After lunch we walked back to his place, entered, walked up a flight of stairs. A series of rooms opening on something like a central atrium. His partner Mike Kitay had assembled a collection of commercial graphics, metal signs and posters advertising soft drinks and whatnot. These were displayed along the walls instead of the usual cutting-edge paintings expected in poets’ digs. In the bedroom was a glass case filled with pop figurines—comic-strip characters and American folk heroes like, say, Paul Bunyan or Billy the Kid. We sat and talked for a while, but the previously mentioned wariness prevented conversation from getting confessional, though it was cordial enough. Thom said he’d be in New York the following month and we promised to meet.
But in fact we didn’t. I don’t recall any further meetings except for a public encounter when Thom came to participate in a celebration of British, Irish, and Scottish poetry that The New Yorker co-sponsored in the late 1990s with the Graduate Writing Program at Columbia, where I was teaching.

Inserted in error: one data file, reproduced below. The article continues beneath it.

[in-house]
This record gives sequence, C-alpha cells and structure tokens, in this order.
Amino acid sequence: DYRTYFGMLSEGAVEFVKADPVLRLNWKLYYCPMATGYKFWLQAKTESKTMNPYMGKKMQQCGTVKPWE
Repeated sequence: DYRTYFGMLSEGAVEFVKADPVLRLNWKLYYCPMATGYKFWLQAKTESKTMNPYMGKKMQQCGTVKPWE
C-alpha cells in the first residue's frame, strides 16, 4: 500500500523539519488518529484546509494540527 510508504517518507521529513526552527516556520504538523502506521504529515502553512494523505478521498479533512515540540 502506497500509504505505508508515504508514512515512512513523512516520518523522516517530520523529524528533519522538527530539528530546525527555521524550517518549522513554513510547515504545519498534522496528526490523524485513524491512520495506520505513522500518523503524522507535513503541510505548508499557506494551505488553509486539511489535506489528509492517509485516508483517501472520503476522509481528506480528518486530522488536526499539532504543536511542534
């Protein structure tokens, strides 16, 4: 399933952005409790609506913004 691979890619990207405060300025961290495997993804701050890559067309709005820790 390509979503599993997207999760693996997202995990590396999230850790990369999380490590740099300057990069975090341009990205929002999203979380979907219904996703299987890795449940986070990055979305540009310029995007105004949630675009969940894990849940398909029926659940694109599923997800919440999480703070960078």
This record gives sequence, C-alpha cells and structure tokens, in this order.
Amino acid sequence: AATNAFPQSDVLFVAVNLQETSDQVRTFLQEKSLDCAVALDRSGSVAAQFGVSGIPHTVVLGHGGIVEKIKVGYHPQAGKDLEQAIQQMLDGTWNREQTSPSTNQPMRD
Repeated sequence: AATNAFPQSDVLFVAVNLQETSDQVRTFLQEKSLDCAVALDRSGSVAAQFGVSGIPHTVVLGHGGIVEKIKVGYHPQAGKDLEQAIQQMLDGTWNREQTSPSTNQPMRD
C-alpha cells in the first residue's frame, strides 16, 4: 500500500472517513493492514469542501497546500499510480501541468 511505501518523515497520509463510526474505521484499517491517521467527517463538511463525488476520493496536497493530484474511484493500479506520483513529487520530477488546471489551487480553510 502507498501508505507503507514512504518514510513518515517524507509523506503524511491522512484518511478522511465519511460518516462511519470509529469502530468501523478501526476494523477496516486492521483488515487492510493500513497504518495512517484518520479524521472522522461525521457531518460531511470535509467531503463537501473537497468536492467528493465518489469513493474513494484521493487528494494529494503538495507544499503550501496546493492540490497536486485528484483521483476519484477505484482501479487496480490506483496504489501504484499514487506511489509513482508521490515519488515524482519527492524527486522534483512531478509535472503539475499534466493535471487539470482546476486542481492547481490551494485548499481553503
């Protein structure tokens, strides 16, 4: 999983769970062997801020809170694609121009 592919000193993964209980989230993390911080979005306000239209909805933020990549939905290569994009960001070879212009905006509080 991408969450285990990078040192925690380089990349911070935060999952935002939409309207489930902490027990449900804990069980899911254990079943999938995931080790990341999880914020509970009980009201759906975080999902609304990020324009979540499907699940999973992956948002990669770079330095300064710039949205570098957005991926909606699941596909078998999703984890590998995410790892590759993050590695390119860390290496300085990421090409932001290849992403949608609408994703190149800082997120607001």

If I’d lived in San Francisco, I think we’d have been close. But I didn’t and that was that. I reviewed one of Thom’s books in the years following and suspect he didn't much like it, never mind that the comments were favorable. I can imagine him feeling I was too young and unseasoned, that I hadn’t yet earned the right to praise him; which was plausible enough. Meanwhile, the year he won the Brandeis Poetry Prize, he was unable to attend the ceremony in Boston, and I was asked to accept the award for him. I recall sending him a letter about the event, concluding with a tercet in iambic dimeter that went this way: “Isn’t it fun,/Being a pun/For Thompson Gunn?”
I had a few more postcards from him and faithfully read whatever he published, even the blurbs he gave younger poets, some of which provoked a puzzled “What?” from me. I speculate that Thom was a soft touch where his friends or even acquaintances were concerned. He also gave me a comment for my book Autobiographies, one sure to have been equally puzzling to my fellow blurbees. Thom had unpredictable taste, one that could make room for Fulke Greville, Ben Jonson, Mina Loy, and Robert Duncan. I like it that he was unpredictable, hard to pin down. He had the courage of his convictions and his convictions could change. I wish, how I wish, he were here now.